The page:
Modified sports, whereby equipment and rules are manipulated to facilitate skill performance, have been shown to promote skill learning and potentially increase participation. However, it is currently unexplored how key stakeholders - coaches and key figures working in National associations - who are critical stakeholders in implementing and delivering sport programmes, perceive modified sport. This study explored how tennis coaches and key figures working within tennis National associations perceived the impact of implementing a modified tennis campaign on participation and skill development in children and adults. Key figures and coaches around the world completed an online questionnaire. Both groups considered that modified tennis was positively associated with increasing and sustaining participation, skill learning, talent development and people's attitude towards tennis. Furthermore, participants thought that a rule change (i.e., use of a low-compression ball in children competitions) and the campaign's core messages (i.e., "serve, rally, score" and "easy, fun, and healthy") have been critical for the success of the campaign. These results support previous research on the positive impact of modified tennis on skill development and provide a further impetus on implementing modified sports to increase participation. Other sports can adopt similar strategies to improve their modified programmes.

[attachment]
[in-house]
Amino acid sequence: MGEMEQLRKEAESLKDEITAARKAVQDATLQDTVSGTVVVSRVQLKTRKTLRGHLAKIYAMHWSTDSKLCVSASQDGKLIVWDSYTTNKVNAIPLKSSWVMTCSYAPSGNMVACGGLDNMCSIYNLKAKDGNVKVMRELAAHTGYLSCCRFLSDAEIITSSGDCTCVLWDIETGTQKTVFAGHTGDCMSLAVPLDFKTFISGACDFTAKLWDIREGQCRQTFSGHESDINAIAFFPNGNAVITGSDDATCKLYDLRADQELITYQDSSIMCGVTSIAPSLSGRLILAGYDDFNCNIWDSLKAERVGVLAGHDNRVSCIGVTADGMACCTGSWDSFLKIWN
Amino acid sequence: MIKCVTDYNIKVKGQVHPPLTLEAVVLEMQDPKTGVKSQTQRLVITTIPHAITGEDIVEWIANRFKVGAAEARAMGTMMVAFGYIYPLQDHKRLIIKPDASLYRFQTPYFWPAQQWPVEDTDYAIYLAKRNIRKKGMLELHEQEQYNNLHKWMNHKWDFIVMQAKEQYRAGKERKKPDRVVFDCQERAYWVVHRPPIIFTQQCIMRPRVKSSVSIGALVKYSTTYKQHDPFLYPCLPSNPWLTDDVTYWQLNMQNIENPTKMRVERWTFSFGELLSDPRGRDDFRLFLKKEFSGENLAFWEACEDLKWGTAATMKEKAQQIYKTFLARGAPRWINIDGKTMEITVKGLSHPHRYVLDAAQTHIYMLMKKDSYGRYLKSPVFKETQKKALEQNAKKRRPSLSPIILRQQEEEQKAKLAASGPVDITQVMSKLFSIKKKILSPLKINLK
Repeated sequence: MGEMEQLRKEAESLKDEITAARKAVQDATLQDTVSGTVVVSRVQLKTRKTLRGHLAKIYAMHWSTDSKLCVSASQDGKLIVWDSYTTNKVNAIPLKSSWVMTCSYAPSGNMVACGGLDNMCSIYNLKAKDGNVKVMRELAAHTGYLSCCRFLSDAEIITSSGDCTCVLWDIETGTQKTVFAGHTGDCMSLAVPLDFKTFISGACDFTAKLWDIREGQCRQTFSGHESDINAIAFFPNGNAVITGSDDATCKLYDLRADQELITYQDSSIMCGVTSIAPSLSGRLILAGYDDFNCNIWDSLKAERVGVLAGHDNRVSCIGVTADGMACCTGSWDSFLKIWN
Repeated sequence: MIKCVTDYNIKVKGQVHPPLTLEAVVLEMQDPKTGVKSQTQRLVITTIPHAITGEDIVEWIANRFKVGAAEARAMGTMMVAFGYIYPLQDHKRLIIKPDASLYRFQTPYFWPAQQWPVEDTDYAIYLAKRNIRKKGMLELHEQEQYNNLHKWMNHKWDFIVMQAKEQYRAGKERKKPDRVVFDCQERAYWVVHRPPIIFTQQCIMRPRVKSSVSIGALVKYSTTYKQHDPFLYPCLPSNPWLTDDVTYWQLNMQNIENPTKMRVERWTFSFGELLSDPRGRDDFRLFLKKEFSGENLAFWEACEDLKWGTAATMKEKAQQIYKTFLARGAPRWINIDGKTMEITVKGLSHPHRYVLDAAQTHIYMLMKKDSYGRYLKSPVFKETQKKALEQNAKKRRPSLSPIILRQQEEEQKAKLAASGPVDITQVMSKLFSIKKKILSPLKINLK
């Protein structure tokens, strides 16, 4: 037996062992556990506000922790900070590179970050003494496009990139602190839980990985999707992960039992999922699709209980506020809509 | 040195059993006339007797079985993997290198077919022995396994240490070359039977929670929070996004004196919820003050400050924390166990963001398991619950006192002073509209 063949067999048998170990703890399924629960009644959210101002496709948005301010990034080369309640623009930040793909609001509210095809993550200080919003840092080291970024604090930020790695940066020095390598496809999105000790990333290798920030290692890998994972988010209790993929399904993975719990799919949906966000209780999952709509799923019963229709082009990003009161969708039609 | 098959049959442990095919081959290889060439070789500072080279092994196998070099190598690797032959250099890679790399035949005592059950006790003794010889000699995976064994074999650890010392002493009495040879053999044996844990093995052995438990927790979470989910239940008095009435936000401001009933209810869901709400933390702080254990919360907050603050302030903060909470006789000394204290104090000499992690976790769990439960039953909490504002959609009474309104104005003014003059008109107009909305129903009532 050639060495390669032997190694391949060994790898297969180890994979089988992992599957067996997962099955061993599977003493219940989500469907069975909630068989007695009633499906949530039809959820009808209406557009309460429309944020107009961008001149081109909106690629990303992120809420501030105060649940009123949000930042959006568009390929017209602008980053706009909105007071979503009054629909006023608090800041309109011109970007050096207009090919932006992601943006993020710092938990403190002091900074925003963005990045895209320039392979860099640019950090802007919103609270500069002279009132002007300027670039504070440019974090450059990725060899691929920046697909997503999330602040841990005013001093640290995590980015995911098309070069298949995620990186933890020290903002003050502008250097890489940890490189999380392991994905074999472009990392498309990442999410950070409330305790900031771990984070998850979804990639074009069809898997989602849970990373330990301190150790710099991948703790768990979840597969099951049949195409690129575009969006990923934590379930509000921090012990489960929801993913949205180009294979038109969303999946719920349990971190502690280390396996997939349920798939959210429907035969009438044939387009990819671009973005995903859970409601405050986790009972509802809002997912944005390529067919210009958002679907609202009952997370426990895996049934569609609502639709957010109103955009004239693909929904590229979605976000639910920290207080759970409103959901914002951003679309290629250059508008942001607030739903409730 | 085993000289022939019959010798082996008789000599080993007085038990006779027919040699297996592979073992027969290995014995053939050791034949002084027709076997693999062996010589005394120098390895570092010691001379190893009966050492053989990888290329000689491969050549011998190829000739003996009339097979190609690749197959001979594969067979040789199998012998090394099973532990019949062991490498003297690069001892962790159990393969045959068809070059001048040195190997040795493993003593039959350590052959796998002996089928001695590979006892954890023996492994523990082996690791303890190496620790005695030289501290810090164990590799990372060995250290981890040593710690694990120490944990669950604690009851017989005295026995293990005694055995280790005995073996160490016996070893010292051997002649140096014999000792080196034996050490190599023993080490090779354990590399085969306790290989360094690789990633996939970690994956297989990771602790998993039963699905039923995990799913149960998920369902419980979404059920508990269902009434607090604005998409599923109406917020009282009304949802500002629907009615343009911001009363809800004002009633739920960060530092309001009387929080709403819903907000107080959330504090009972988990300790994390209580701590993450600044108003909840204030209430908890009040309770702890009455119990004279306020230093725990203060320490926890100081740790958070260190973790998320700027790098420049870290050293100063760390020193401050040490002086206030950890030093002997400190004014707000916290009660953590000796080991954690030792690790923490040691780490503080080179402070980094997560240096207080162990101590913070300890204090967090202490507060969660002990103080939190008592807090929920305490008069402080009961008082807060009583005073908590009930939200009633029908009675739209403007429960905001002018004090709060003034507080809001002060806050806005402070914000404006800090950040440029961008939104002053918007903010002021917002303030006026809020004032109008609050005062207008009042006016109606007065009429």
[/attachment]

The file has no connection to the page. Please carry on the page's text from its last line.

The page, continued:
Assuntos
Destreza Motora/fisiologia , Participação dos Interessados , Tênis/fisiologia , Adulto , Aptidão , Criança , Desenho de Equipamento , Humanos , Pessoa de Meia-Idade , Organizações , Percepção , Equipamentos Esportivos , Inquéritos e Questionários
3.
J Sports Sci ; 38(8): 886-896, 2020 Apr.
Artigo em Inglês | MEDLINE | ID: mdl-32122274

RESUMO